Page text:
There is nothing wrong with feeding your baby. It's something you need to do, it's a part of life. But there is definitely something wrong with thinking it's fine to expose yourself to the entire world while doing it. Nobody wants to see it. Nobody cares if you're feeding your kid. Nobody cares if you're trying to make some sort of weird "feminist" statement by showing them your boobs.

Cover up. Be modest. Be mindful. Be respectful. Don't want to see my boobs? Good, I don't want to see yours either. Hard to believe, I know.

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Adults, Quit Stereotyping Teenagers

They're real people with real emotions, and you need to treat them as such.

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"You're only acting like that because you're a teenager."

"She's just at that age, you know?"

"I'm so tired of your teenage attitude."

Do any of these sound familiar?

Well, they do to me. When I was a teenager, I couldn't go a single day without hearing these kinds of stereotypical phrases from an adult.

It was like I was of a different species for 6 years of my life.

Everyone talks about the "dreaded teen years" which are thought to be the "terrible two's" on steroids.

It makes teenagers sound like a group of monsters when they're just human beings going through a crucial time in their development.

It doesn't help that teens are horribly stereotyped in movies and TV as being moody, rude, disrespectful and rebellious all the time. To viewers, it's as if they have no other identity.

Yes, I'm aware puberty plays a role in teen emotions and behavior. I was there once.

Between changing bodies, acne, weight gain, mood swings, peer pressure and feeling extremely self-conscious, I can understand how some behavior can be attributed to "the age".

But I think there's more to it than that.

The "teen years", or any "years" for that matter, will bring hardships.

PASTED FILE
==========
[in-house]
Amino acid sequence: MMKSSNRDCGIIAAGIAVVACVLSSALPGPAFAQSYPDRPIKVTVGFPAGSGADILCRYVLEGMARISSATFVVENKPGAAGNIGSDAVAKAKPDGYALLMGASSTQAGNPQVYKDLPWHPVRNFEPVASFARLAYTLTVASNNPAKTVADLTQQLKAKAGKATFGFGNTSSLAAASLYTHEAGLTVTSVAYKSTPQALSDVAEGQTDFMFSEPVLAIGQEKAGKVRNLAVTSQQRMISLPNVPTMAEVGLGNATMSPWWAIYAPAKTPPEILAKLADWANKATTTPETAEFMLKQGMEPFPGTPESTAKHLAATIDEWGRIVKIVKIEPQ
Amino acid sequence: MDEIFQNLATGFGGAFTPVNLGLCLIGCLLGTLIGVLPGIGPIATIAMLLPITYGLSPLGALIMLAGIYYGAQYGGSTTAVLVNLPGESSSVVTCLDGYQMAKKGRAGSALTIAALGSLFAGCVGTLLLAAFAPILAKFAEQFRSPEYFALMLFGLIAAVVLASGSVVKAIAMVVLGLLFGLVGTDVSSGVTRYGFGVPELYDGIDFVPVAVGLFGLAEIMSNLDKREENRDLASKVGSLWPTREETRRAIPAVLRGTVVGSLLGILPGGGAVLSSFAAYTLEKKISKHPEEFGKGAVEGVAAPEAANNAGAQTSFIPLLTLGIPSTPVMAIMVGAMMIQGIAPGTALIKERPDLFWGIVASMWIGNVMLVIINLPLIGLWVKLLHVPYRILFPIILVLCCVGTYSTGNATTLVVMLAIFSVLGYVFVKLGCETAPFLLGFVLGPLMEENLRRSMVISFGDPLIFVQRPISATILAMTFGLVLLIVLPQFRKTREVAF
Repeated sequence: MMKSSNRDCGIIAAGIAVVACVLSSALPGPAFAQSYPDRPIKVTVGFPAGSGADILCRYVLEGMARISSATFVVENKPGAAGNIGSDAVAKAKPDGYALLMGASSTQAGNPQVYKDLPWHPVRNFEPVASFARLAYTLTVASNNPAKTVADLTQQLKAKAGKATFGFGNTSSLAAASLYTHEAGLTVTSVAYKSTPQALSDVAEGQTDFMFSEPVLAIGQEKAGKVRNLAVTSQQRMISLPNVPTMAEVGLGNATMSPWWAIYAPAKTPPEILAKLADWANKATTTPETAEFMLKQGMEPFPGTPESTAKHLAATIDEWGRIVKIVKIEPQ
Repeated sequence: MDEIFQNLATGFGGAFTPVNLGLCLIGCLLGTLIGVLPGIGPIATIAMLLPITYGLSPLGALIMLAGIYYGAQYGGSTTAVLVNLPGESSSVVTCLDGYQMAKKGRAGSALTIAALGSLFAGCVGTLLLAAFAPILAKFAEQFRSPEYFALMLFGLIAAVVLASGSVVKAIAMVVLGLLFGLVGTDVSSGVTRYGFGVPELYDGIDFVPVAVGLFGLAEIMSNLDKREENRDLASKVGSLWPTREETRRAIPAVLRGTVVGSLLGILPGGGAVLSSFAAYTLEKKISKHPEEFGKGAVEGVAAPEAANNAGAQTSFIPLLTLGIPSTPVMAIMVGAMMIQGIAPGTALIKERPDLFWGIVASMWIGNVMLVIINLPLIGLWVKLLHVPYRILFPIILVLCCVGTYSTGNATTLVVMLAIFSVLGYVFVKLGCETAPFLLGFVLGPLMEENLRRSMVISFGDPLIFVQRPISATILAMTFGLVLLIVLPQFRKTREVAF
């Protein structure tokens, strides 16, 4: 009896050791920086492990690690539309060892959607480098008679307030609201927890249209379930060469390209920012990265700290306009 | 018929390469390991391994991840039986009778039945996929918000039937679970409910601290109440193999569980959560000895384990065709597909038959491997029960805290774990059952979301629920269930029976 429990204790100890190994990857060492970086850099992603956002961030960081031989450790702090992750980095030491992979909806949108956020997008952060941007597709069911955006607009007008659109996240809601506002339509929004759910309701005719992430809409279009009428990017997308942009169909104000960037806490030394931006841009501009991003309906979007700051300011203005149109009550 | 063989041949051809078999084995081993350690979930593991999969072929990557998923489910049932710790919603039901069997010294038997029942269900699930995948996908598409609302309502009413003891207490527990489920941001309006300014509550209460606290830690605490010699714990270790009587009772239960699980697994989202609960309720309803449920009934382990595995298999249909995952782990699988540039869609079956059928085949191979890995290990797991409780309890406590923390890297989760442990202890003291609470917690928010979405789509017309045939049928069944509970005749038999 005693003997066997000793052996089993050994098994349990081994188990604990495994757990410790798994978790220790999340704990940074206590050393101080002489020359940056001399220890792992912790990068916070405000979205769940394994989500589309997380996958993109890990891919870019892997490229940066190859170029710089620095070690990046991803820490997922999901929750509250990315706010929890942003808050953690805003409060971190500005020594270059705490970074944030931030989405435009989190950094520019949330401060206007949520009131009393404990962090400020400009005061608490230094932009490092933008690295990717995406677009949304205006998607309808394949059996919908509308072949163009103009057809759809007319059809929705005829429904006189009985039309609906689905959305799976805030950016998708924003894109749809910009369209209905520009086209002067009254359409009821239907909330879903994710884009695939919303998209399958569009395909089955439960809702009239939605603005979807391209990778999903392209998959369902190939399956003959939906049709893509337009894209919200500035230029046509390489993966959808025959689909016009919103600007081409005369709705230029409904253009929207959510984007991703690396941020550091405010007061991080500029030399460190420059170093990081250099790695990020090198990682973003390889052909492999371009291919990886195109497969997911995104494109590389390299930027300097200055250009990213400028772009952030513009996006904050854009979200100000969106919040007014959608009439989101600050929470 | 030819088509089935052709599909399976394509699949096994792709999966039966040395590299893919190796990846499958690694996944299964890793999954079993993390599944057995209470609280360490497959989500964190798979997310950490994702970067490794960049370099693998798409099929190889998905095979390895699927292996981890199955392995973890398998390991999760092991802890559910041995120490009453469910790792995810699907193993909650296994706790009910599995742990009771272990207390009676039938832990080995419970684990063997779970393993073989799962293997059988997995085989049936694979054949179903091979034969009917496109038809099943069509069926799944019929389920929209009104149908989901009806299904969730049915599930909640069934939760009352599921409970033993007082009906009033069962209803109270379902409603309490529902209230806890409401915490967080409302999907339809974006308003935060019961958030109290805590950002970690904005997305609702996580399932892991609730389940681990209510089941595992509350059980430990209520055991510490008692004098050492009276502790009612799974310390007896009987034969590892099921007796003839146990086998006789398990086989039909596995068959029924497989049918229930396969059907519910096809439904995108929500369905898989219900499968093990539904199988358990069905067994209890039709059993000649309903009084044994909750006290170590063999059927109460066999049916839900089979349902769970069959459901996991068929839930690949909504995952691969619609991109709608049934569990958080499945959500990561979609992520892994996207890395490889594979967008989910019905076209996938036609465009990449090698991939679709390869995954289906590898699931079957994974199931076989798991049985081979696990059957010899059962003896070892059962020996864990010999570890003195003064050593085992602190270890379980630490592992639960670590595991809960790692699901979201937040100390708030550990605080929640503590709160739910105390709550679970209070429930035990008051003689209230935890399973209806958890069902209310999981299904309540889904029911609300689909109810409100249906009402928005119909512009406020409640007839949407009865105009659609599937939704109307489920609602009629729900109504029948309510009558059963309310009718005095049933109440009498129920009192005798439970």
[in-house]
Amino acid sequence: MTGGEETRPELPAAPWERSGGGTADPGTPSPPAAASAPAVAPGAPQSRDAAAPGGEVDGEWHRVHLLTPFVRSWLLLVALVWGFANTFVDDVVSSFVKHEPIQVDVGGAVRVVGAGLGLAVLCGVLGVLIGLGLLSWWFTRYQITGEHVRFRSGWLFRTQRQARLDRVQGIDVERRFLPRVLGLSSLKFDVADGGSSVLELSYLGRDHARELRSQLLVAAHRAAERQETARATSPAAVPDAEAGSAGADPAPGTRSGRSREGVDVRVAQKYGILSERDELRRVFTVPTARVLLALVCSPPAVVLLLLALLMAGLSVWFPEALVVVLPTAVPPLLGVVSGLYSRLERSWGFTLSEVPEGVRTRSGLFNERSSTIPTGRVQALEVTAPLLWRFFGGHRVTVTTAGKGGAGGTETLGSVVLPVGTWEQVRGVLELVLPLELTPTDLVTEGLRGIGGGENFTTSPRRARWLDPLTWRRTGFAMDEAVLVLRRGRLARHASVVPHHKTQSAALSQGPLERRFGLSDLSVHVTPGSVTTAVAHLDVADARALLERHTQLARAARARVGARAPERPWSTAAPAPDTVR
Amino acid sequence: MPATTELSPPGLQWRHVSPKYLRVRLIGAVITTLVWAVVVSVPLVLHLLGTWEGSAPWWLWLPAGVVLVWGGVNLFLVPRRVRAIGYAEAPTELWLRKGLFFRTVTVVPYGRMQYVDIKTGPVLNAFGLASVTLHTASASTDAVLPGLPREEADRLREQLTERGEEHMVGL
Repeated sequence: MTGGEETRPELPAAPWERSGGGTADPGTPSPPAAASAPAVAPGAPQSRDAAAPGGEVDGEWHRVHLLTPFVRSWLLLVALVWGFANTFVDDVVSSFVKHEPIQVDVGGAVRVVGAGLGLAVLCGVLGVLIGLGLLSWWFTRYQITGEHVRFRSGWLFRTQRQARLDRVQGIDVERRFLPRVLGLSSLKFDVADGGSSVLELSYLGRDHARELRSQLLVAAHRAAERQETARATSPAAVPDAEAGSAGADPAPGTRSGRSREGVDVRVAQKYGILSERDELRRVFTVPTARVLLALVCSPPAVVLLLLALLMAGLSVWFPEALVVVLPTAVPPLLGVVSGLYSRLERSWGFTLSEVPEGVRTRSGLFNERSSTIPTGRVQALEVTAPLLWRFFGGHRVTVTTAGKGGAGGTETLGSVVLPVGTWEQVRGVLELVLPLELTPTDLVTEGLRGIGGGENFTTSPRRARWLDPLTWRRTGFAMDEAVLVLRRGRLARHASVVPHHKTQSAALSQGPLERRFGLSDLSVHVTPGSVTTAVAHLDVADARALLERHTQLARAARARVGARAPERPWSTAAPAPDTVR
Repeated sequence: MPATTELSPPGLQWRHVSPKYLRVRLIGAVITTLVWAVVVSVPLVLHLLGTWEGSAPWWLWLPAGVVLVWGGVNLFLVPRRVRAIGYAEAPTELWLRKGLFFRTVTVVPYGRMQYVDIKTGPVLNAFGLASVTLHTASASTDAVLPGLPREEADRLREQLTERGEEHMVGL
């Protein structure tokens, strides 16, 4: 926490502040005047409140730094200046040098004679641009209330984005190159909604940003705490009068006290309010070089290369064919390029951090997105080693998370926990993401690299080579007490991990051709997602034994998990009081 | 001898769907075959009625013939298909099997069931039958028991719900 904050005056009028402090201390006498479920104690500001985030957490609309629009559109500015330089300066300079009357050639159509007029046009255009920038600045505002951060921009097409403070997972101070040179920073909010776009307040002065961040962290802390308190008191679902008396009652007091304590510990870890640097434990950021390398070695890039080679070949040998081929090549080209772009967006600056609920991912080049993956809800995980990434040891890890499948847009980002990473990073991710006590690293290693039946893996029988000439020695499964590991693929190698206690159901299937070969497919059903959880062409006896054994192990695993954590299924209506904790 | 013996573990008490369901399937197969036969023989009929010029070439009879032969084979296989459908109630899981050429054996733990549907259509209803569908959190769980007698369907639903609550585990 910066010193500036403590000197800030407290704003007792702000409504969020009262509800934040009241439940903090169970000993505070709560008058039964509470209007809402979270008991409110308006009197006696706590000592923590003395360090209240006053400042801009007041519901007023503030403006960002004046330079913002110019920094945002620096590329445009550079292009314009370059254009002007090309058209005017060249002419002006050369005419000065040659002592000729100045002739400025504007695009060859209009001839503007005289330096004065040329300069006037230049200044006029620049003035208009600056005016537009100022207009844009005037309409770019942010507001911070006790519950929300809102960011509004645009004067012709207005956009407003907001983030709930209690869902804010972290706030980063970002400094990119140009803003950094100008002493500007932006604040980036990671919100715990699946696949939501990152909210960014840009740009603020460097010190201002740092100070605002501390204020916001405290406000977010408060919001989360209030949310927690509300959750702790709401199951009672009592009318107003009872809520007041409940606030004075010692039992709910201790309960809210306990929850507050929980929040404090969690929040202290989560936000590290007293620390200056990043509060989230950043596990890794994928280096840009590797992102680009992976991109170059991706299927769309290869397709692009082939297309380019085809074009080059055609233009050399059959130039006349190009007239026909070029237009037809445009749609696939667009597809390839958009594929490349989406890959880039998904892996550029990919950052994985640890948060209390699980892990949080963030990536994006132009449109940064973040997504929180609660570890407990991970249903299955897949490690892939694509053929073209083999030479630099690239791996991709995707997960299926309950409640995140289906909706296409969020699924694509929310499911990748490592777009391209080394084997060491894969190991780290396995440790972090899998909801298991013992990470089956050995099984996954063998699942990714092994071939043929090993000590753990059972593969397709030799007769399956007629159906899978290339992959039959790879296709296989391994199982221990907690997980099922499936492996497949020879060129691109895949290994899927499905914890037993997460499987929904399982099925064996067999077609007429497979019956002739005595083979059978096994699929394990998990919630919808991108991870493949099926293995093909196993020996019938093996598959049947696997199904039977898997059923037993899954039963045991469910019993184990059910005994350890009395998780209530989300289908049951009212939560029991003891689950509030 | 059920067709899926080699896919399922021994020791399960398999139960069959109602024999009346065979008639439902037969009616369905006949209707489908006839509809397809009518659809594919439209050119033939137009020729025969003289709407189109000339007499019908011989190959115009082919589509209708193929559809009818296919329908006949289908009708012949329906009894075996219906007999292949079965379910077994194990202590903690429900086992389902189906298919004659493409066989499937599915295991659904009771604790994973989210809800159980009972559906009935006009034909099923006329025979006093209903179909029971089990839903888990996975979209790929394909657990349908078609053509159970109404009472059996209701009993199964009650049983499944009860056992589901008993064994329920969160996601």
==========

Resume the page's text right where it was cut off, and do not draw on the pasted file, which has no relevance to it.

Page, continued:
Whether you're 13 or 30, being in love can feel like you're floating on a cloud, and breakups hurt.

Stress, whether it comes from a school project or a work project, is hard to deal with.

No matter how old you are, there are some things life just doesn't prepare you for.

Teenagers need love. Why don't adults know how to show it?

Adults, when your teenager is acting up, how do you handle it?

Do you talk to them in a calm, level-headed way, or do you blow up at them?

Do you listen to understand, or do you listen to judge?

Do you even listen at all, or do you dismiss their feelings (that all humans have) because they're "just at that age"?

Do you ask them about their life, interests, classes, hobbies, opinions, and feelings?

Do you set aside time to spend with them?

If someone asked me if anyone ever tried to get to know me at that age, my answer would be a solid "no".

Don't even get me started on the whole "teens are looking for love in all the wrong places" ordeal.

I understand why people get involved with things and people that are harmful to them.

When you're being judged for everything you do, constantly having huge amounts of pressure put on you, not understanding what's going on with yourself, it can be very scary.

Sometimes people just need to escape.

This can be prevented. Talk to your teens. Ask them about their lives. Provide them with a safe, judgment-free environment. Let them know you care.

If you don't want your teens looking for love in the wrong places, you need to show them love in the right places.